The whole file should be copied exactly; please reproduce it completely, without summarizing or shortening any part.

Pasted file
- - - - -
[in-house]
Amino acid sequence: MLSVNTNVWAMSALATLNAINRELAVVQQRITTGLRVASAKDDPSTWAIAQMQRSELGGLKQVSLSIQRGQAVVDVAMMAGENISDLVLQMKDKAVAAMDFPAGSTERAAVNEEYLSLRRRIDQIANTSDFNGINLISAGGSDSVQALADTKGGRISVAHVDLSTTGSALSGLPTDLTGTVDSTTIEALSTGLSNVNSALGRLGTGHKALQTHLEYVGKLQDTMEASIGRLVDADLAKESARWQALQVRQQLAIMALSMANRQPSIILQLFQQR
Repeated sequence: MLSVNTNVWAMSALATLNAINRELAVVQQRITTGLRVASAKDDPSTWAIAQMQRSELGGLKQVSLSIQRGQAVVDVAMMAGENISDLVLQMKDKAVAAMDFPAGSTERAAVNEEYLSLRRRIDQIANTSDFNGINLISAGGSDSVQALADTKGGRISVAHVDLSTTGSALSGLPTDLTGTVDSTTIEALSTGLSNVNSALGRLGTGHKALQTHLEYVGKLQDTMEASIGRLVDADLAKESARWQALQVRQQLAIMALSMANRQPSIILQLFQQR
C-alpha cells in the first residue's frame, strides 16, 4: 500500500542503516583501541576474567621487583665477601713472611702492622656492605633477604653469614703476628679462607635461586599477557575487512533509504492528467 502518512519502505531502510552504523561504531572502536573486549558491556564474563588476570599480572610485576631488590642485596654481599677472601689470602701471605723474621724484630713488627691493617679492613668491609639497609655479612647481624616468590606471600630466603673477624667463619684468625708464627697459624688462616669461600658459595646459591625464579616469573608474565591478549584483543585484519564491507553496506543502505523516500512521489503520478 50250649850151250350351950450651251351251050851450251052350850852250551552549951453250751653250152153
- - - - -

[in-house]
Amino acid sequence: MLSVNTNVWAMSALATLNAINRELAVVQQRITTGLRVASAKDDPSTWAIAQMQRSELGGLKQVSLSIQRGQAVVDVAMMAGENISDLVLQMKDKAVAAMDFPAGSTERAAVNEEYLSLRRRIDQIANTSDFNGINLISAGGSDSVQALADTKGGRISVAHVDLSTTGSALSGLPTDLTGTVDSTTIEALSTGLSNVNSALGRLGTGHKALQTHLEYVGKLQDTMEASIGRLVDADLAKESARWQALQVRQQLAIMALSMANRQPSIILQLFQQR
Repeated sequence: MLSVNTNVWAMSALATLNAINRELAVVQQRITTGLRVASAKDDPSTWAIAQMQRSELGGLKQVSLSIQRGQAVVDVAMMAGENISDLVLQMKDKAVAAMDFPAGSTERAAVNEEYLSLRRRIDQIANTSDFNGINLISAGGSDSVQALADTKGGRISVAHVDLSTTGSALSGLPTDLTGTVDSTTIEALSTGLSNVNSALGRLGTGHKALQTHLEYVGKLQDTMEASIGRLVDADLAKESARWQALQVRQQLAIMALSMANRQPSIILQLFQQR
C-alpha cells in the first residue's frame, strides 16, 4: 500500500542503516583501541576474567621487583665477601713472611702492622656492605633477604653469614703476628679462607635461586599477557575487512533509504492528467 502518512519502505531502510552504523561504531572502536573486549558491556564474563588476570599480572610485576631488590642485596654481599677472601689470602701471605723474621724484630713488627691493617679492613668491609639497609655479612647481624616468590606471600630466603673477624667463619684468625708464627697459624688462616669461600658459595646459591625464579616469573608474565591478549584483543585484519564491507553496506543502505523516500512521489503520478 50250649850151250350351950450651251351251050851450251052350850852250551552549951453250751653250152153